Restrict Certificate Authority to a Domain

Sun Sep 4, 2016

Many intranets setup a certificate authority (CA) in order to have a good internal SSL/TLS infrastructure. As computers inside the network are managed, to automatically install the CA certificate on all computers is not a problem. Things are different when you have people bringing external computers to work on the internal network, network administrators can request that people install the CA certificate, if they do, they are trusting a lot more than access to encrypted sites inside the internal network, by default a trusted CA can be used to generate certificates for any site, and browsers will accept them. I wanted a way to be able to trust the CA certificate without exposing my encrypted sessions to, for example, a rogue intranet administrator generating certificates for *

There is a certificate extension (options that can be embedded on a certificate) that tell encryption libraries for which domains is the CA restricted, it is called Name Constraints.

If you control the CA, you can think about adding the name constraints, but what to do when you are given a CA certificate and you want to restrict it? Create a new CA that cross-certify the original one.

Let’s do one example using OpenSSL tools. First create a new directory to work on, we will do it on /dev/shm/crossca in order to be sure all files are generated on RAM and not stored on disk.

mkdir $TOPDIR
chmod 700 $TOPDIR

We will need the source certificate in PEM format, let call it ca.crt. Copy it to the work directory

cp /path_to_ca.crt $TOPDIR/ca.crt

Now create a new CA

mkdir -p $TOPDIR/CA/private $TOPDIR/CA/newcerts
touch $TOPDIR/CA/index.txt

openssl req \
  -new -x509 \
  -days 730 \
  -newkey rsa:2048 \
  -sha256 \
  -out ./CA/cacert.pem \
  -keyout CA/private/cakey.pem \
  -subj "/O=Example Organization/CN=Example Root CA"

OpenSSL will ask you for a password, set anything you want and take note of it. You must set a good Organization name (O) and Common name (CN). Play with the amount of days your CA will be valid. I try to set it to a value that generate the same expiration day of our source ca.crt. You can get information about ca.crt with the command: openssl x509 -in ca.crt -text -noout | less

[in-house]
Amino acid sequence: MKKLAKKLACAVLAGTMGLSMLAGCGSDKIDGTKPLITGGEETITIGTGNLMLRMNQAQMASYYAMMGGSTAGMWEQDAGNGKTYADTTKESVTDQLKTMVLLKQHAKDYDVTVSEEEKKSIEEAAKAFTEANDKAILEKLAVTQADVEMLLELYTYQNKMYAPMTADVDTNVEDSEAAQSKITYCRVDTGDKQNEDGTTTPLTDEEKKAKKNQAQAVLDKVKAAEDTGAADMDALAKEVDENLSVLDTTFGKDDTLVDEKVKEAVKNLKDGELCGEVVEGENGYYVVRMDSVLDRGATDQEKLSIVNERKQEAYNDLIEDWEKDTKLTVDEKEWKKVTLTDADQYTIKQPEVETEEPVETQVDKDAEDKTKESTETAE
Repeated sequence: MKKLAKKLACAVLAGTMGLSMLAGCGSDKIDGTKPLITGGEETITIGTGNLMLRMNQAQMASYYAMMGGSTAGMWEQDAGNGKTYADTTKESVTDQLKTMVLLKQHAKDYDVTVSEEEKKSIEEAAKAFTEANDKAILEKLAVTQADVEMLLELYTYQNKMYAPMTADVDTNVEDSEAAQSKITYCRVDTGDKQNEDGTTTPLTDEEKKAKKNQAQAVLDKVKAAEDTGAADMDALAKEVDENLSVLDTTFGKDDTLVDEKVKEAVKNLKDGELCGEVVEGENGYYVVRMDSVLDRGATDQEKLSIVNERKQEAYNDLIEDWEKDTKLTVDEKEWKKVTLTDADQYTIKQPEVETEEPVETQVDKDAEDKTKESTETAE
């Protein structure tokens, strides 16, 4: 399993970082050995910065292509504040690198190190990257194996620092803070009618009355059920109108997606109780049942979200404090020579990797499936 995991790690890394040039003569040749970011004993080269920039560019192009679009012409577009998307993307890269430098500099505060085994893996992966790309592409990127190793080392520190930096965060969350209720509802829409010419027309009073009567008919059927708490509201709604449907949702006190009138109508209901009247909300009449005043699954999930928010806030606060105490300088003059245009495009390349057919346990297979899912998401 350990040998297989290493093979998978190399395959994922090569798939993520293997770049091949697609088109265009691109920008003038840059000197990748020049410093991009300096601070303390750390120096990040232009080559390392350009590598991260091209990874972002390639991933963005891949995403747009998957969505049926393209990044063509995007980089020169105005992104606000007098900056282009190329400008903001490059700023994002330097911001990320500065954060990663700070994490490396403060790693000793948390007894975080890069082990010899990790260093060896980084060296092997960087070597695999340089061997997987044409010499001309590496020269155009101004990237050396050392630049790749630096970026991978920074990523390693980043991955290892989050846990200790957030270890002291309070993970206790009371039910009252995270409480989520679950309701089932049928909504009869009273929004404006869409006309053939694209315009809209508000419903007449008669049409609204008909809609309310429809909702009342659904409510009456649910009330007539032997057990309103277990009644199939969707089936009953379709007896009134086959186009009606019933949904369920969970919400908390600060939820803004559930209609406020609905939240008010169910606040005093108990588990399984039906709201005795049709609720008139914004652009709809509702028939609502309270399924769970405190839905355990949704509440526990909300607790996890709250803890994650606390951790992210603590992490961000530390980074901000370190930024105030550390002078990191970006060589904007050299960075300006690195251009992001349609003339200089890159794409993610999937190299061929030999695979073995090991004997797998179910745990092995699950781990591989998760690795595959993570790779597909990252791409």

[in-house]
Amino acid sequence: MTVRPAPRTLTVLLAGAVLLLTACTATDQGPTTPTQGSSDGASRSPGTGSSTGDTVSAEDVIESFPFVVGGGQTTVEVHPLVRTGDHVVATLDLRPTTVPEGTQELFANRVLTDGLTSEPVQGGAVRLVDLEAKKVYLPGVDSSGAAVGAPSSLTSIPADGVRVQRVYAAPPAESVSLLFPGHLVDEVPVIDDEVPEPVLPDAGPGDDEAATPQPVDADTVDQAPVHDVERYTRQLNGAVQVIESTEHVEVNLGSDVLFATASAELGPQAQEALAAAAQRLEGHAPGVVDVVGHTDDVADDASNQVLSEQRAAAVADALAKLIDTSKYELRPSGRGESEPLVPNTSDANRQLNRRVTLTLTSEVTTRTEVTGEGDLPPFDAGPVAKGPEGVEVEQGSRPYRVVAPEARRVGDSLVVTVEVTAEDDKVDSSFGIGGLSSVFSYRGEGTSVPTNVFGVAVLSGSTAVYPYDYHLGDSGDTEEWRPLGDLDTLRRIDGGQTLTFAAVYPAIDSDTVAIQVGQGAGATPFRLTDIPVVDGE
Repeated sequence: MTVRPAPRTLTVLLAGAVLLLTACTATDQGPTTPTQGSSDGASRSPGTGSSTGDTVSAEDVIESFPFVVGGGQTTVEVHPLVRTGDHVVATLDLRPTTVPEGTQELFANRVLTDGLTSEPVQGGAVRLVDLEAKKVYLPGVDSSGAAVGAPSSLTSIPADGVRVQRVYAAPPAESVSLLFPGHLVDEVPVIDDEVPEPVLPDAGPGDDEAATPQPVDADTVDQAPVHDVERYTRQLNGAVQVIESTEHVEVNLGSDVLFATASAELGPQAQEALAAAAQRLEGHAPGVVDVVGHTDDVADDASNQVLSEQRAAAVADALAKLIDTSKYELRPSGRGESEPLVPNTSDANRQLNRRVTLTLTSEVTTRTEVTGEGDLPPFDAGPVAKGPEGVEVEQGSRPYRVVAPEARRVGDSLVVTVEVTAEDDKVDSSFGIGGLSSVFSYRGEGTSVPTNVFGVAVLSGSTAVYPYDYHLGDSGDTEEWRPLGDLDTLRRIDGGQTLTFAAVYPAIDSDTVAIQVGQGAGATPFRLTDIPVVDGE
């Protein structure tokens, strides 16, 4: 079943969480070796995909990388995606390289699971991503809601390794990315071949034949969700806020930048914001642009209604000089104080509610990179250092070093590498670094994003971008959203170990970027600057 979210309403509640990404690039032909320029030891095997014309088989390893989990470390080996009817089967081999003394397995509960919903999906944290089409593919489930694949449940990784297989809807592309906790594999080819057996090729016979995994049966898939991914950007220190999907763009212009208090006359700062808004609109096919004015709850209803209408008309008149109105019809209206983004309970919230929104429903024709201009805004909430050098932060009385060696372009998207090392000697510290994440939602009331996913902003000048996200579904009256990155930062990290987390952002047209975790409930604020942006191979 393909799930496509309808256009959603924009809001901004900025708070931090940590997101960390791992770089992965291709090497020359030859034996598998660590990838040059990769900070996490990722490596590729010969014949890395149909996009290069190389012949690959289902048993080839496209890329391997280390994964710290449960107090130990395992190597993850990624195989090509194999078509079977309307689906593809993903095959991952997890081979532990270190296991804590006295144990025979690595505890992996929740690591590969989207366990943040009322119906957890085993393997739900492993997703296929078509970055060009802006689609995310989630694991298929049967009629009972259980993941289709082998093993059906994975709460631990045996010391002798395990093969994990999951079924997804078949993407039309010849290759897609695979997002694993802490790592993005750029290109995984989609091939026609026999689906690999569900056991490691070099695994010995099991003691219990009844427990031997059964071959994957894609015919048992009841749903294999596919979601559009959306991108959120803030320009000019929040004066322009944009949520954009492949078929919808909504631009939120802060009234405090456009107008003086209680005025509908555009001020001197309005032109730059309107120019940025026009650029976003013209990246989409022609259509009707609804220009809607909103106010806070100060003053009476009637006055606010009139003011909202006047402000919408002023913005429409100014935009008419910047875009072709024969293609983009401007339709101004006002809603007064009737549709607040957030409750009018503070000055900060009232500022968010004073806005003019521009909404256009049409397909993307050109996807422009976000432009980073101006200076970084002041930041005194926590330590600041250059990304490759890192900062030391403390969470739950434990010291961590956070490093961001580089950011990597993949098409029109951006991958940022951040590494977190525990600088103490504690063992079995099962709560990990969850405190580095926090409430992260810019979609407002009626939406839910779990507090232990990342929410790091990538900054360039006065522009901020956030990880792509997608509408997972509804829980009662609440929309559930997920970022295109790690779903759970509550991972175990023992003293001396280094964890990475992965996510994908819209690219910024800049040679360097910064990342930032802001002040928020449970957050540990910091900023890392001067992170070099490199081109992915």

Not Before: Jul 22 16:09:17 2016 GMT
            Not After : Jul 22 16:09:17 2036 GMT
X509v3 extensions:
            X509v3 Authority Key Identifier:
                keyid: xx:xx:xx:xx:xx:xx:xx:xx:xx:xx:xx:xx:xx:xx:xx:xx:xx:xx:xx:xx

            X509v3 Basic Constraints: critical
            X509v3 Key Usage: critical
                Digital Signature, Non Repudiation, Certificate Sign, CRL Sign
            X509v3 Subject Key Identifier:
            Authority Information Access:
                OCSP - URI:

It is important to see which extensions are used on the source ca.crt because OpenSSL do not automate copying these extensions to the new certificate.

Now, copy your OpenSSL configuration file, we are going to make changes to it in order to not touch the original file and use directories a non root user can write. openssl version -d can help you locate it:

cp $OPENSSLDIR/openssl.cnf $TOPDIR

Edit the file and replace the lines:

[ CA_default ]
dir = /etc/pki/CA    # Where everything is kept


[ CA_default ]
dir = ./CA           # Where everything is kept

Create a file named $TOPDIR/ossl_domain_com.cfg with the following content:

[ req ]

[ req_distinguished_name ]
O=Example Organization
CN=Original Certificate CN

[ domain_ca ]

Adapt the file to your needs, try to copy the information of the source ca.crt on [ req_distinguished_name ] and set all the extensions found of ca.crt on [ domain_ca ]. Read OpenSSL documentation if you need help. The important new extension is nameConstraints=critical,permitted; that restrict the CA to the domain name

Now create the cross-certification:

openssl ca \
  -config openssl.cnf \
  -create_serial \
  -preserveDN \
  -extensions domain_ca \
  -extfile ossl_domain_com.cfg \
  -ss_cert ca.crt \
  -startdate 160722160917Z \
  -enddate 360722160917Z \
  -out crosscertified_ca.crt

Again, play with the start and end date to your liking.

The new cross-certified CA is now in the file crosscertified_ca.crt. Import it to your browser and it should be able to be used to trust servers only from the domain.

Note: Firefox support name constraints on all platforms, Chrome support it on Linux and Windows but not on macOS because it uses the platform SSL libraries and as always macOS is behind the times.

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